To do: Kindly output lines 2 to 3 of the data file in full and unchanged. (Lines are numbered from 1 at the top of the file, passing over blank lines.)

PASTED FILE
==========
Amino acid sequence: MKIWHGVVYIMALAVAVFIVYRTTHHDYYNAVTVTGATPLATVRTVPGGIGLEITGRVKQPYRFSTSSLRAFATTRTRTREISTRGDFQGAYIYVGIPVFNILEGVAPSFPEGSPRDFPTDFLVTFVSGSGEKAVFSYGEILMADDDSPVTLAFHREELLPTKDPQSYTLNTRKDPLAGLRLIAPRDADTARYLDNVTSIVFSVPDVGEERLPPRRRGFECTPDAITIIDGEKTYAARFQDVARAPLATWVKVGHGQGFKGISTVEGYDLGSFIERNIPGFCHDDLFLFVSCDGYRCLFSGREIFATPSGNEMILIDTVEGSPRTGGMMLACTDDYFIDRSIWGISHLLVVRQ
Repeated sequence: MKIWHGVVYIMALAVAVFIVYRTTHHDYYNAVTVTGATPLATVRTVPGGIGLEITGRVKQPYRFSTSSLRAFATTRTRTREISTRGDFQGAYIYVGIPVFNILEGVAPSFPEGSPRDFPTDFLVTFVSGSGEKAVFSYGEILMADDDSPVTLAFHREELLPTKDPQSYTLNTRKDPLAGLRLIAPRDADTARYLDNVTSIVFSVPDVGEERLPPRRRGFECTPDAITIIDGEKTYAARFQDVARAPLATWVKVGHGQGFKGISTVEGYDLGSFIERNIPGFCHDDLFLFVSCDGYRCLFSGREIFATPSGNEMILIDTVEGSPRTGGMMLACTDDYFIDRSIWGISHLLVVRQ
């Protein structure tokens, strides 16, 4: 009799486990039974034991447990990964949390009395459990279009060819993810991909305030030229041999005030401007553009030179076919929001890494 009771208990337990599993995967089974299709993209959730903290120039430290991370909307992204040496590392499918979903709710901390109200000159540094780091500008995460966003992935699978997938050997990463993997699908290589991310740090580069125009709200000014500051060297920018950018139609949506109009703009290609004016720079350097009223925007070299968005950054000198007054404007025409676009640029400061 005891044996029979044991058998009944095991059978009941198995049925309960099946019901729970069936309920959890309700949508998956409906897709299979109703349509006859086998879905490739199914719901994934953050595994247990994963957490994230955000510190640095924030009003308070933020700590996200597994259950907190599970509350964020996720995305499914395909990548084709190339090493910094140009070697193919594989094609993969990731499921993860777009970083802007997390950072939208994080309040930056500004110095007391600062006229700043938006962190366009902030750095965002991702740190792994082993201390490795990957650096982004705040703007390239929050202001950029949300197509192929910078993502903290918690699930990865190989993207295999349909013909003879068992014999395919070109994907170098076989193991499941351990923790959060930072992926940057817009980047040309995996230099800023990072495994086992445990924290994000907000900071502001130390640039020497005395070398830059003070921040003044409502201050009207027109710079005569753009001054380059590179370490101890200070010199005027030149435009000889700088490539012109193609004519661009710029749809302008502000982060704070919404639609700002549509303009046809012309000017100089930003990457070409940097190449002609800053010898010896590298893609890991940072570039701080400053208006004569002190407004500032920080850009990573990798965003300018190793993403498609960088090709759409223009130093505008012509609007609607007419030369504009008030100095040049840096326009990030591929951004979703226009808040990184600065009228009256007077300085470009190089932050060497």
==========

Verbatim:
Repeated sequence: MKIWHGVVYIMALAVAVFIVYRTTHHDYYNAVTVTGATPLATVRTVPGGIGLEITGRVKQPYRFSTSSLRAFATTRTRTREISTRGDFQGAYIYVGIPVFNILEGVAPSFPEGSPRDFPTDFLVTFVSGSGEKAVFSYGEILMADDDSPVTLAFHREELLPTKDPQSYTLNTRKDPLAGLRLIAPRDADTARYLDNVTSIVFSVPDVGEERLPPRRRGFECTPDAITIIDGEKTYAARFQDVARAPLATWVKVGHGQGFKGISTVEGYDLGSFIERNIPGFCHDDLFLFVSCDGYRCLFSGREIFATPSGNEMILIDTVEGSPRTGGMMLACTDDYFIDRSIWGISHLLVVRQ
């Protein structure tokens, strides 16, 4: 009799486990039974034991447990990964949390009395459990279009060819993810991909305030030229041999005030401007553009030179076919929001890494 009771208990337990599993995967089974299709993209959730903290120039430290991370909307992204040496590392499918979903709710901390109200000159540094780091500008995460966003992935699978997938050997990463993997699908290589991310740090580069125009709200000014500051060297920018950018139609949506109009703009290609004016720079350097009223925007070299968005950054000198007054404007025409676009640029400061 005891044996029979044991058998009944095991059978009941198995049925309960099946019901729970069936309920959890309700949508998956409906897709299979109703349509006859086998879905490739199914719901994934953050595994247990994963957490994230955000510190640095924030009003308070933020700590996200597994259950907190599970509350964020996720995305499914395909990548084709190339090493910094140009070697193919594989094609993969990731499921993860777009970083802007997390950072939208994080309040930056500004110095007391600062006229700043938006962190366009902030750095965002991702740190792994082993201390490795990957650096982004705040703007390239929050202001950029949300197509192929910078993502903290918690699930990865190989993207295999349909013909003879068992014999395919070109994907170098076989193991499941351990923790959060930072992926940057817009980047040309995996230099800023990072495994086992445990924290994000907000900071502001130390640039020497005395070398830059003070921040003044409502201050009207027109710079005569753009001054380059590179370490101890200070010199005027030149435009000889700088490539012109193609004519661009710029749809302008502000982060704070919404639609700002549509303009046809012309000017100089930003990457070409940097190449002609800053010898010896590298893609890991940072570039701080400053208006004569002190407004500032920080850009990573990798965003300018190793993403498609960088090709759409223009130093505008012509609007609607007419030369504009008030100095040049840096326009990030591929951004979703226009808040990184600065009228009256007077300085470009190089932050060497």